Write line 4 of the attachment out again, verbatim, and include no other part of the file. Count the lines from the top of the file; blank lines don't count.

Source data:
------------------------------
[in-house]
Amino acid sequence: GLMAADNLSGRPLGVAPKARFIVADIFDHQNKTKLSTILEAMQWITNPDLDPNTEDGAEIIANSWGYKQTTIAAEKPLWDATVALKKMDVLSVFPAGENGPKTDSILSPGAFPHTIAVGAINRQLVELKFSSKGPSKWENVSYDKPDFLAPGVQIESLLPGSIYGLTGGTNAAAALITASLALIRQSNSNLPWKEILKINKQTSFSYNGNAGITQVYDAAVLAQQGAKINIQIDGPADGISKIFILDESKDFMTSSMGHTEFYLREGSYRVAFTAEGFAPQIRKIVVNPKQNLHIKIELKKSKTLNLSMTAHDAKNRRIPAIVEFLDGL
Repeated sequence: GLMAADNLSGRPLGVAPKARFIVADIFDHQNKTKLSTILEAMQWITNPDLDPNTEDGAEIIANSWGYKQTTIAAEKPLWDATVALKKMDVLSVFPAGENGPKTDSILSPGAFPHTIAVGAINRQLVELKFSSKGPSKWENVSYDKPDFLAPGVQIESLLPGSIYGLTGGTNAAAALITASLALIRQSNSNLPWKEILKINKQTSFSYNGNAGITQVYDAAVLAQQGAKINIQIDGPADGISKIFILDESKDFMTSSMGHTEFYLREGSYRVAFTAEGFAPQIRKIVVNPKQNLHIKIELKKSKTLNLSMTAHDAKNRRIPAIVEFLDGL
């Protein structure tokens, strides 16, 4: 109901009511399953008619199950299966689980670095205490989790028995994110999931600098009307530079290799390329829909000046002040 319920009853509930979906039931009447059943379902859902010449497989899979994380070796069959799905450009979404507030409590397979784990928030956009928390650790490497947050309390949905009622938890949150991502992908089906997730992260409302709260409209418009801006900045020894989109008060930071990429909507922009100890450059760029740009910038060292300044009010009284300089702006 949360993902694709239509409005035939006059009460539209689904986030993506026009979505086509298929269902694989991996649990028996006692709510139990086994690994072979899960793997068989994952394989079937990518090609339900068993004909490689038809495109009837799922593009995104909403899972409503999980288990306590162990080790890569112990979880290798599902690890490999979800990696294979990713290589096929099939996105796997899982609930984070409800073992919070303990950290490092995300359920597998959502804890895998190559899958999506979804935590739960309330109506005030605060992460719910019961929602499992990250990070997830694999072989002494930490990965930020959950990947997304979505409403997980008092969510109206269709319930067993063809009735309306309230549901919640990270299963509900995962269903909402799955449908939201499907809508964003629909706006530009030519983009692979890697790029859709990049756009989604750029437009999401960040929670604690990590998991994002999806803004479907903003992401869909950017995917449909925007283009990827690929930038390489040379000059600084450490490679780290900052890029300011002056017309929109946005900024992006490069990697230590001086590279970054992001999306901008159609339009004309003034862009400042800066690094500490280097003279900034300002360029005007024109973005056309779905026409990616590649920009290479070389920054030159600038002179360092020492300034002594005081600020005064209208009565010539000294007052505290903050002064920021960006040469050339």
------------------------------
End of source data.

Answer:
């Protein structure tokens, strides 16, 4: 109901009511399953008619199950299966689980670095205490989790028995994110999931600098009307530079290799390329829909000046002040 319920009853509930979906039931009447059943379902859902010449497989899979994380070796069959799905450009979404507030409590397979784990928030956009928390650790490497947050309390949905009622938890949150991502992908089906997730992260409302709260409209418009801006900045020894989109008060930071990429909507922009100890450059760029740009910038060292300044009010009284300089702006 949360993902694709239509409005035939006059009460539209689904986030993506026009979505086509298929269902694989991996649990028996006692709510139990086994690994072979899960793997068989994952394989079937990518090609339900068993004909490689038809495109009837799922593009995104909403899972409503999980288990306590162990080790890569112990979880290798599902690890490999979800990696294979990713290589096929099939996105796997899982609930984070409800073992919070303990950290490092995300359920597998959502804890895998190559899958999506979804935590739960309330109506005030605060992460719910019961929602499992990250990070997830694999072989002494930490990965930020959950990947997304979505409403997980008092969510109206269709319930067993063809009735309306309230549901919640990270299963509900995962269903909402799955449908939201499907809508964003629909706006530009030519983009692979890697790029859709990049756009989604750029437009999401960040929670604690990590998991994002999806803004479907903003992401869909950017995917449909925007283009990827690929930038390489040379000059600084450490490679780290900052890029300011002056017309929109946005900024992006490069990697230590001086590279970054992001999306901008159609339009004309003034862009400042800066690094500490280097003279900034300002360029005007024109973005056309779905026409990616590649920009290479070389920054030159600038002179360092020492300034002594005081600020005064209208009565010539000294007052505290903050002064920021960006040469050339």